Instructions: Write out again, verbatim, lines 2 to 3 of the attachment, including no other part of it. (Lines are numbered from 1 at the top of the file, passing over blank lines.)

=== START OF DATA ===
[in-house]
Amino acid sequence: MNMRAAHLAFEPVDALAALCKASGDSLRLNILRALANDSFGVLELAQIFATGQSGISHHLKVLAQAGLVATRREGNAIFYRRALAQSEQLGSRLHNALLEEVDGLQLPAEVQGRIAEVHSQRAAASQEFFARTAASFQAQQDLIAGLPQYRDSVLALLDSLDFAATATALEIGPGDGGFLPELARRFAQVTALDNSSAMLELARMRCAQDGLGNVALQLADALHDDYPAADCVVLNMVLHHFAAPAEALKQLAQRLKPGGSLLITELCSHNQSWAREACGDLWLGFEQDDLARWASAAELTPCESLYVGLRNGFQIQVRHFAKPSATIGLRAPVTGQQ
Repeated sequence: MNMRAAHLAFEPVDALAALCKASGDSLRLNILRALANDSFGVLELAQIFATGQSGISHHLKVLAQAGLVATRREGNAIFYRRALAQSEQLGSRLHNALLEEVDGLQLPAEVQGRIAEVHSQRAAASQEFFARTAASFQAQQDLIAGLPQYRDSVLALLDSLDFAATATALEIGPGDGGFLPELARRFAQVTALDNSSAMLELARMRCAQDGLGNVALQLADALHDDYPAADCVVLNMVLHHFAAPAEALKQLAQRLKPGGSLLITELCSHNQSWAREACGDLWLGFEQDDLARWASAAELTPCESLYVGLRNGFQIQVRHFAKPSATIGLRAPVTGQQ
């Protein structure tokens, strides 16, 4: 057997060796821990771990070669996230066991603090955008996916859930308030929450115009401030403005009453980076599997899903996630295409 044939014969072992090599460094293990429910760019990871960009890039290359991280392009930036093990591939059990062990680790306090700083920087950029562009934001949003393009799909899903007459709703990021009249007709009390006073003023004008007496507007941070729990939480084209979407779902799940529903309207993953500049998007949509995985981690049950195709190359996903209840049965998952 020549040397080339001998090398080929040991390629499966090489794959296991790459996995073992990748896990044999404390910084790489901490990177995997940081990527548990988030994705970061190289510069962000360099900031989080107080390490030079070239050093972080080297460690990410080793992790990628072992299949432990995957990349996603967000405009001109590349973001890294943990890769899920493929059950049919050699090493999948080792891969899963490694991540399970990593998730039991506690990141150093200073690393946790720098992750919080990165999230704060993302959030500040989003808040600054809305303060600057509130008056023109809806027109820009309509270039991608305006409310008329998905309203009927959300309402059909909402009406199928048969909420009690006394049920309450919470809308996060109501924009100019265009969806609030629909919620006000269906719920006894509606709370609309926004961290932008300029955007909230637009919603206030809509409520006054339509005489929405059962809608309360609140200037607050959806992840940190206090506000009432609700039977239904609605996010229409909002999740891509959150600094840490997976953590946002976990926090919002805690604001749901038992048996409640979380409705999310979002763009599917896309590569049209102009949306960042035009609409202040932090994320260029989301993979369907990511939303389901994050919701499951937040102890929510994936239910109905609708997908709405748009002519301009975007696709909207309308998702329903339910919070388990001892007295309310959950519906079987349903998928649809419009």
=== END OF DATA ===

Amino acid sequence: MNMRAAHLAFEPVDALAALCKASGDSLRLNILRALANDSFGVLELAQIFATGQSGISHHLKVLAQAGLVATRREGNAIFYRRALAQSEQLGSRLHNALLEEVDGLQLPAEVQGRIAEVHSQRAAASQEFFARTAASFQAQQDLIAGLPQYRDSVLALLDSLDFAATATALEIGPGDGGFLPELARRFAQVTALDNSSAMLELARMRCAQDGLGNVALQLADALHDDYPAADCVVLNMVLHHFAAPAEALKQLAQRLKPGGSLLITELCSHNQSWAREACGDLWLGFEQDDLARWASAAELTPCESLYVGLRNGFQIQVRHFAKPSATIGLRAPVTGQQ
Repeated sequence: MNMRAAHLAFEPVDALAALCKASGDSLRLNILRALANDSFGVLELAQIFATGQSGISHHLKVLAQAGLVATRREGNAIFYRRALAQSEQLGSRLHNALLEEVDGLQLPAEVQGRIAEVHSQRAAASQEFFARTAASFQAQQDLIAGLPQYRDSVLALLDSLDFAATATALEIGPGDGGFLPELARRFAQVTALDNSSAMLELARMRCAQDGLGNVALQLADALHDDYPAADCVVLNMVLHHFAAPAEALKQLAQRLKPGGSLLITELCSHNQSWAREACGDLWLGFEQDDLARWASAAELTPCESLYVGLRNGFQIQVRHFAKPSATIGLRAPVTGQQ